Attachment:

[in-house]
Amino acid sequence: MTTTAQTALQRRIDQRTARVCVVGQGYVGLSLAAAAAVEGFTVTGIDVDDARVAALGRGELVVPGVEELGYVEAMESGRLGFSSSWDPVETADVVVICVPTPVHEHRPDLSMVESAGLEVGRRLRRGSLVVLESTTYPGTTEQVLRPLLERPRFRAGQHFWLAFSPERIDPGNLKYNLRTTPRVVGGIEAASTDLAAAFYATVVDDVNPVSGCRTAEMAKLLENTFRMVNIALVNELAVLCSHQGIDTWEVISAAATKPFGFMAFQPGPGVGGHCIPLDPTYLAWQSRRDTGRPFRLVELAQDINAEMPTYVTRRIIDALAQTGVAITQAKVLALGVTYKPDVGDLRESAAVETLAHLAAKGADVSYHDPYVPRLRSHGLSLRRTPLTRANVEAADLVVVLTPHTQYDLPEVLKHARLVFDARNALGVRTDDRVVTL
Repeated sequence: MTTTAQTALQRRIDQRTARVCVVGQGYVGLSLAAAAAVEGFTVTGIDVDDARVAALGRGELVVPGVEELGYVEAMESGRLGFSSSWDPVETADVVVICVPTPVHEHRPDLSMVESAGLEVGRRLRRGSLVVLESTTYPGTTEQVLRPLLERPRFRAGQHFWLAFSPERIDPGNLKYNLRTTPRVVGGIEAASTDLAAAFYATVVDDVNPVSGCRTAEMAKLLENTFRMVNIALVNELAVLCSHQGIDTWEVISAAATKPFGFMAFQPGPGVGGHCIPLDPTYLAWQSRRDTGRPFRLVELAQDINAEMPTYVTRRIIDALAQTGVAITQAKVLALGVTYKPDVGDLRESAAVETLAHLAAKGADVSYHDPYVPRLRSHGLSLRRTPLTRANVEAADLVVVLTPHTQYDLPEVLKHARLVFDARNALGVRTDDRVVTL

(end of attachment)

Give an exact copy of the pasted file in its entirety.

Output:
[in-house]
Amino acid sequence: MTTTAQTALQRRIDQRTARVCVVGQGYVGLSLAAAAAVEGFTVTGIDVDDARVAALGRGELVVPGVEELGYVEAMESGRLGFSSSWDPVETADVVVICVPTPVHEHRPDLSMVESAGLEVGRRLRRGSLVVLESTTYPGTTEQVLRPLLERPRFRAGQHFWLAFSPERIDPGNLKYNLRTTPRVVGGIEAASTDLAAAFYATVVDDVNPVSGCRTAEMAKLLENTFRMVNIALVNELAVLCSHQGIDTWEVISAAATKPFGFMAFQPGPGVGGHCIPLDPTYLAWQSRRDTGRPFRLVELAQDINAEMPTYVTRRIIDALAQTGVAITQAKVLALGVTYKPDVGDLRESAAVETLAHLAAKGADVSYHDPYVPRLRSHGLSLRRTPLTRANVEAADLVVVLTPHTQYDLPEVLKHARLVFDARNALGVRTDDRVVTL
Repeated sequence: MTTTAQTALQRRIDQRTARVCVVGQGYVGLSLAAAAAVEGFTVTGIDVDDARVAALGRGELVVPGVEELGYVEAMESGRLGFSSSWDPVETADVVVICVPTPVHEHRPDLSMVESAGLEVGRRLRRGSLVVLESTTYPGTTEQVLRPLLERPRFRAGQHFWLAFSPERIDPGNLKYNLRTTPRVVGGIEAASTDLAAAFYATVVDDVNPVSGCRTAEMAKLLENTFRMVNIALVNELAVLCSHQGIDTWEVISAAATKPFGFMAFQPGPGVGGHCIPLDPTYLAWQSRRDTGRPFRLVELAQDINAEMPTYVTRRIIDALAQTGVAITQAKVLALGVTYKPDVGDLRESAAVETLAHLAAKGADVSYHDPYVPRLRSHGLSLRRTPLTRANVEAADLVVVLTPHTQYDLPEVLKHARLVFDARNALGVRTDDRVVTL